Resisting the throwaway culture

  Photo: Ed Wilkinson/The Tablet

From Bishop Ed Scharfenberger’s weekly column in The Evangelist newspaper:

Our defense of the value of each and every human life – from conception to natural death -is really about much more than drawing a line in the sand in the so-termed “culture wars.” It is not about taking sides. It is much more fundamental because it is about all of us, no matter where we stand on other issues and political strategies.

Whatever threatens or diminishes the humanity of the unborn, the poorest among us, the infirm, the homeless, the disabled – in short, qualifying the worth of any human being’s life according to any designated, quantitative (how much or how little) status – equates efficiency with morality, expediency with what is right.

It is not about religion or belief at all. It is about what we discover by being true to our senses and sensibilities. If we would be true to our science – to what we learn about paying attention to reality, objectively and without ideological prejudice – what defines a life as human is the vital, unique, continuous growth process begun at conception. Whatever developmental or environmental changes may occur as that life moves on do not alter, diminish or enhance its undeniably human genetic reality begun at that moment.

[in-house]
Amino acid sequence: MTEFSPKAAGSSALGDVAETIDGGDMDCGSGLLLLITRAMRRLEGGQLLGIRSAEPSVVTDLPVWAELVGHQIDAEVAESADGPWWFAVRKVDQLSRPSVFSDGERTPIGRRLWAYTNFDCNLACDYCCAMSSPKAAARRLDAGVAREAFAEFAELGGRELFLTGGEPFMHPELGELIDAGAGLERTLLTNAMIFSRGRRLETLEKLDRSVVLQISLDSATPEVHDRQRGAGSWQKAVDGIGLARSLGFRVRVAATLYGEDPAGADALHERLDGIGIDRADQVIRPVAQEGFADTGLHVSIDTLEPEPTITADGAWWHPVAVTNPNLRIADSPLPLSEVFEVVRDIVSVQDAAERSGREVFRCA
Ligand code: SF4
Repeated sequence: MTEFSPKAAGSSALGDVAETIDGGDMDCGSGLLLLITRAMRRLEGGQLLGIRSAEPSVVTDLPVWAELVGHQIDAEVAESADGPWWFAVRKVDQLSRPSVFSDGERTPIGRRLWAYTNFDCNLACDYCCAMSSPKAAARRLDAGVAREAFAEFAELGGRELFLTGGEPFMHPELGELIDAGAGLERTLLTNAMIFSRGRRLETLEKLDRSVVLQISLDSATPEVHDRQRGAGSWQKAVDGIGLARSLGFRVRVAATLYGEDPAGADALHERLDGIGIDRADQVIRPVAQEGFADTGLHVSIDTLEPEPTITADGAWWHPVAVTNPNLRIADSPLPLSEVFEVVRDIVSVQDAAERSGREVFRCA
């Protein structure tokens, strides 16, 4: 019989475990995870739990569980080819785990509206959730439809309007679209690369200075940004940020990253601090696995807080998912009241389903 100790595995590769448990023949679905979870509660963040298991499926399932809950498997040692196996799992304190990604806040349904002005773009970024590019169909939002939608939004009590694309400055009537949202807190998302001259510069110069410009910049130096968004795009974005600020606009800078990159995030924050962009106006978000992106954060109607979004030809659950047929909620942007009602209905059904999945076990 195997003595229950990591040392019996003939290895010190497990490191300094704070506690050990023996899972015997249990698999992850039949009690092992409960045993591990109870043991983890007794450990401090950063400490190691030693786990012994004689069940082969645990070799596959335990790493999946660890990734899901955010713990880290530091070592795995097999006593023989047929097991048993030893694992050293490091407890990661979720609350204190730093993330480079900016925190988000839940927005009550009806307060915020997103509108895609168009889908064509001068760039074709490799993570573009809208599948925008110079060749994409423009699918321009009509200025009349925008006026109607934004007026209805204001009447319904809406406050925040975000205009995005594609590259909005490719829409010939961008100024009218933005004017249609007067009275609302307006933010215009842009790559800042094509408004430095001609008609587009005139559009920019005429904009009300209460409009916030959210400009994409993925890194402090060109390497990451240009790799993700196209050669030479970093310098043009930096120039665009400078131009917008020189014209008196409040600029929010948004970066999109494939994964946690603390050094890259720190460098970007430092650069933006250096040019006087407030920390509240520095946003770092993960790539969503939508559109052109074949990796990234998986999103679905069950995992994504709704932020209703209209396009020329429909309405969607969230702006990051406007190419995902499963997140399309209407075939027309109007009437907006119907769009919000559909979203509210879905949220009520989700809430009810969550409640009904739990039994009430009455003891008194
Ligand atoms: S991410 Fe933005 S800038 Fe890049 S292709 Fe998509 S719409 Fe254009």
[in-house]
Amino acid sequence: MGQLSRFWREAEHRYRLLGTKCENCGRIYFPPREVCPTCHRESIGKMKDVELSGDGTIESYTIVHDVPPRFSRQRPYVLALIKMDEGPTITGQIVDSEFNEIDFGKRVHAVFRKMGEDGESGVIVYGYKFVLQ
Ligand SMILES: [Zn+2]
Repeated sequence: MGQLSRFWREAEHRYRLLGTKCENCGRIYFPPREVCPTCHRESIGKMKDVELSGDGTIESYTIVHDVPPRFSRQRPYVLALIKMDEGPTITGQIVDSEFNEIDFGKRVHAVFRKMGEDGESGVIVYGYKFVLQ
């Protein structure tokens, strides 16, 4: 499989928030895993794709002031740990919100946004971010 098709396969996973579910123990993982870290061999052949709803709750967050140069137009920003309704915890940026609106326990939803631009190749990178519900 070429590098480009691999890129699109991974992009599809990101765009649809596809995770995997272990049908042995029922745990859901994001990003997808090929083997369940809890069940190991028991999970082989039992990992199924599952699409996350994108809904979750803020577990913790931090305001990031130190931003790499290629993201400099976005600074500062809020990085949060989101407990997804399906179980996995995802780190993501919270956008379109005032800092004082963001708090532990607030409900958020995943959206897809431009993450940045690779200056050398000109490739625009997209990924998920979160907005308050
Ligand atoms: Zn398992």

To be true to our humanity, to be humane, we do not throw away human beings because of anyone’s mere assumptions of their viability, profitability, functionality – or any other utilitarian class into which they might be categorized at any stage of their humanity.

The increasingly uncivil state in so many arenas of public discourse is a sign of how the cancer of a throwaway culture, which displaces and discards the most vulnerable of human beings, spreads. Shouting silences dialogue. Repetition of slogans replaces reasoned discussion. Stereotypes prejudice perception. If you do not like someone or some group, off with their heads!

…We do have a choice, however. We can live with those stereotypes; or we could live the Gospel – freely and fearlessly, beyond the stereotypes, using the intelligence and grace God gave us to live by our values, the most precious of which is the respect for human life itself.

Witnessing by prayer and action to the value of all life; lobbying for patients’ rights or immigration reform; volunteering to assist the homeless, the aging infirm and the seriously disabled are all excellent, practical ways of affirming human life – not only the lives of those who need our defense and support because of their vulnerability (physical, legal or economic), but, ultimately, the life of each and every human being!

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